Misao Jo has inspired an approach to weaving that opens the heart and the mind.

On January 10, 2018, Misao Jo sensei passed away peacefully. She was 104, with her 105th birthday just a few months away.

Misao has inspired so many through the SAORI philosophy and her passion for it. At 57 she embarked on a journey that will carry on through her family and so many others.

I had the great honour to meet her in Japan many times on my trips. I will think of her as I weave and share SAORI and do my best to help others know the joy of this beautiful philosophy.

Love, prayers and blessings to her family. She will be greatly missed.

SAORI weaving is based on a philosophy started in Japan by Misao Jo in 1969.

“All flowers are beautiful, even though each individual flower is different in form and color.  Because of this difference, “all are good”.  Because everything has the same life, life cannot be measured by a yardstick.  It is this individuality that makes everything meaningful and the uniqueness of each thread that creates the tapestry of life.”

Misao Jo, Founder of SAORI

saori weaving

Kenzo Jo, Misao Jo, Terri in 2014 at SAORI no Mori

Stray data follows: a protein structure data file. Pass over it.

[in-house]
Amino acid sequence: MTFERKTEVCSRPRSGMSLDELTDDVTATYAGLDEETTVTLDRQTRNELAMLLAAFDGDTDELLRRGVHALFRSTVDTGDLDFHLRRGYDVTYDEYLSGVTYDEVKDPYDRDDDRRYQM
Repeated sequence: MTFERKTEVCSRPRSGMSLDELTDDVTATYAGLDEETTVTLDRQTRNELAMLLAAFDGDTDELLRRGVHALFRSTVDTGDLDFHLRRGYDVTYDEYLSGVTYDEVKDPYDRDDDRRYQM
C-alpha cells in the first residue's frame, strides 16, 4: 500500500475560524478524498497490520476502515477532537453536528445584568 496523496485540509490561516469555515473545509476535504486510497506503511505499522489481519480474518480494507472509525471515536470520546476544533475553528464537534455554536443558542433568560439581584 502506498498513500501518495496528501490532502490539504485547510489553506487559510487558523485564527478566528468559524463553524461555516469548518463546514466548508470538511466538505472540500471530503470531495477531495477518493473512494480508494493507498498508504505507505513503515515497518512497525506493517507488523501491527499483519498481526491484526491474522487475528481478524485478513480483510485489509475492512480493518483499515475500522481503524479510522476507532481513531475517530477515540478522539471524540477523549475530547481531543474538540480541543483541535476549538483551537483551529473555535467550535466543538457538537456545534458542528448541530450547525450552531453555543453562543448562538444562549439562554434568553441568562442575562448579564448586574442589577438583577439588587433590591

*First two photos, photo credit Sakaiseikisangyo Co. Ltd

Two weeks in Japan! Two weeks of SAORI inspiration! Two weeks with my friend Laura (of SAORI Studio LA)! What a wonderful time I had.

I have been trying for 4 years to get back to Japan and I finally made it. So much fun, so much SAORI – but I wish I could have stayed longer!

Imagine – an anniversary party for SAORI no Mori with over 100 people attending – all wearing SAORI. Wow.

Seeing Misao Jo again – now at 101 years old and many of the Jo families – generations of SAORI weavers. Also meeting other weavers and staff at the studio – all such wonderful, warm and fun people!


Learning more about SAORI, weaving, a clothing design class with the master clothing designer Masako and more.

I’ve been posting lots of photos on Instagram and Facebook and have neglected the blog. Apologies!

The Blossom Banner created at the Blossom Festival and finished at the studio has headed off to Hiroshima for SAORI Peace Weave 2014.

I’m now back at home, at my studio and looking forward to a SAORI Kai, SAORI workshops, classes and retreats including the Loom Dancer Weaving Odyssey retreat here in July with 10 people!

I’ll be writing more often – see you soon.

Happy Weaving,

PS – you can also read my newsletters linked on the right column of this blog or subscribe to them to get them in your eMailbox

My website: www.saorisaltspring.com


SAORI Ishonomaki

Back in April at the Blossom Festival on Salt Spring Island, I invited people to weave a “Blossom Banner” to send to the people of Japan as a message of hope for their recovery from the earthquake and tsunami.